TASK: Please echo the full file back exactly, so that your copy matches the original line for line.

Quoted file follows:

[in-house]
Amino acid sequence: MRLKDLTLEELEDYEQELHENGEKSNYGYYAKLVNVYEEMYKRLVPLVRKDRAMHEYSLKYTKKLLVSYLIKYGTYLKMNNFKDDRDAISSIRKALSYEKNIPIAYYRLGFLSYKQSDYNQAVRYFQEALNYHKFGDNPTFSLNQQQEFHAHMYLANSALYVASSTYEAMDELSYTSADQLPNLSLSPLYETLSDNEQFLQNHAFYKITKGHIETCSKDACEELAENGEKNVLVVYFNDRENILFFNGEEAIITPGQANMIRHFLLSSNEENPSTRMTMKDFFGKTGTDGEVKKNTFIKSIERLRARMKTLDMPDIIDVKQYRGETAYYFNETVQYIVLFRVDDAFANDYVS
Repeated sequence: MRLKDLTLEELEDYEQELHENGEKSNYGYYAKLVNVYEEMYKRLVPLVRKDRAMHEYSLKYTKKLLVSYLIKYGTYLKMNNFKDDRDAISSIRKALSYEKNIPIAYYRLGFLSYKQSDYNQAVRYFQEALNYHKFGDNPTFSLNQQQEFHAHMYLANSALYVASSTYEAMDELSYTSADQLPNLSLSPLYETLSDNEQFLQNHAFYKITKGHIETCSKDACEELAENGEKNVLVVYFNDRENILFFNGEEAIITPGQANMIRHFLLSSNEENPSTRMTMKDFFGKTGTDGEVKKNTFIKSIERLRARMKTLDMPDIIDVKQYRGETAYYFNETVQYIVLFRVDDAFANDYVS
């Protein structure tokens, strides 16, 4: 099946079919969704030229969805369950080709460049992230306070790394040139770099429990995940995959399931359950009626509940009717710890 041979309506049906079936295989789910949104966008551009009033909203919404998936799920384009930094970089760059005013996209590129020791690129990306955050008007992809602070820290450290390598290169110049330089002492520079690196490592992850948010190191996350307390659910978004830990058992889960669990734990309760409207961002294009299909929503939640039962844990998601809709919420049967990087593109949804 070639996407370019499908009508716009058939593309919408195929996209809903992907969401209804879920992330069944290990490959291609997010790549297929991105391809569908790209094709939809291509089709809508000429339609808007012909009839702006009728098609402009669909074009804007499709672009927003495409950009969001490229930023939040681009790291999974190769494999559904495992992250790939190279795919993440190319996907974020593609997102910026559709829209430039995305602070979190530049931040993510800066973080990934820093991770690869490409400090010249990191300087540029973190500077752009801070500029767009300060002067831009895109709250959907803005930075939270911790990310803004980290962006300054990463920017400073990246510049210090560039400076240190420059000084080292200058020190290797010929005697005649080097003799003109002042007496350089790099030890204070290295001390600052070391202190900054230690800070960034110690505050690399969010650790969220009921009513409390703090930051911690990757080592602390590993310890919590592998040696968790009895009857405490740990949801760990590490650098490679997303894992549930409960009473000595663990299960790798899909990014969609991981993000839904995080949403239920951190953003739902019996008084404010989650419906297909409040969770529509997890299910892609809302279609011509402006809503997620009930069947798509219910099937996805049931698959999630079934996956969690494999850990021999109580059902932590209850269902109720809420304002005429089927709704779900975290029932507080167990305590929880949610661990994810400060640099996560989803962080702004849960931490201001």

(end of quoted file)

[in-house]
Amino acid sequence: MRLKDLTLEELEDYEQELHENGEKSNYGYYAKLVNVYEEMYKRLVPLVRKDRAMHEYSLKYTKKLLVSYLIKYGTYLKMNNFKDDRDAISSIRKALSYEKNIPIAYYRLGFLSYKQSDYNQAVRYFQEALNYHKFGDNPTFSLNQQQEFHAHMYLANSALYVASSTYEAMDELSYTSADQLPNLSLSPLYETLSDNEQFLQNHAFYKITKGHIETCSKDACEELAENGEKNVLVVYFNDRENILFFNGEEAIITPGQANMIRHFLLSSNEENPSTRMTMKDFFGKTGTDGEVKKNTFIKSIERLRARMKTLDMPDIIDVKQYRGETAYYFNETVQYIVLFRVDDAFANDYVS
Repeated sequence: MRLKDLTLEELEDYEQELHENGEKSNYGYYAKLVNVYEEMYKRLVPLVRKDRAMHEYSLKYTKKLLVSYLIKYGTYLKMNNFKDDRDAISSIRKALSYEKNIPIAYYRLGFLSYKQSDYNQAVRYFQEALNYHKFGDNPTFSLNQQQEFHAHMYLANSALYVASSTYEAMDELSYTSADQLPNLSLSPLYETLSDNEQFLQNHAFYKITKGHIETCSKDACEELAENGEKNVLVVYFNDRENILFFNGEEAIITPGQANMIRHFLLSSNEENPSTRMTMKDFFGKTGTDGEVKKNTFIKSIERLRARMKTLDMPDIIDVKQYRGETAYYFNETVQYIVLFRVDDAFANDYVS
């Protein structure tokens, strides 16, 4: 099946079919969704030229969805369950080709460049992230306070790394040139770099429990995940995959399931359950009626509940009717710890 041979309506049906079936295989789910949104966008551009009033909203919404998936799920384009930094970089760059005013996209590129020791690129990306955050008007992809602070820290450290390598290169110049330089002492520079690196490592992850948010190191996350307390659910978004830990058992889960669990734990309760409207961002294009299909929503939640039962844990998601809709919420049967990087593109949804 070639996407370019499908009508716009058939593309919408195929996209809903992907969401209804879920992330069944290990490959291609997010790549297929991105391809569908790209094709939809291509089709809508000429339609808007012909009839702006009728098609402009669909074009804007499709672009927003495409950009969001490229930023939040681009790291999974190769494999559904495992992250790939190279795919993440190319996907974020593609997102910026559709829209430039995305602070979190530049931040993510800066973080990934820093991770690869490409400090010249990191300087540029973190500077752009801070500029767009300060002067831009895109709250959907803005930075939270911790990310803004980290962006300054990463920017400073990246510049210090560039400076240190420059000084080292200058020190290797010929005697005649080097003799003109002042007496350089790099030890204070290295001390600052070391202190900054230690800070960034110690505050690399969010650790969220009921009513409390703090930051911690990757080592602390590993310890919590592998040696968790009895009857405490740990949801760990590490650098490679997303894992549930409960009473000595663990299960790798899909990014969609991981993000839904995080949403239920951190953003739902019996008084404010989650419906297909409040969770529509997890299910892609809302279609011509402006809503997620009930069947798509219910099937996805049931698959999630079934996956969690494999850990021999109580059902932590209850269902109720809420304002005429089927709704779900975290029932507080167990305590929880949610661990994810400060640099996560989803962080702004849960931490201001």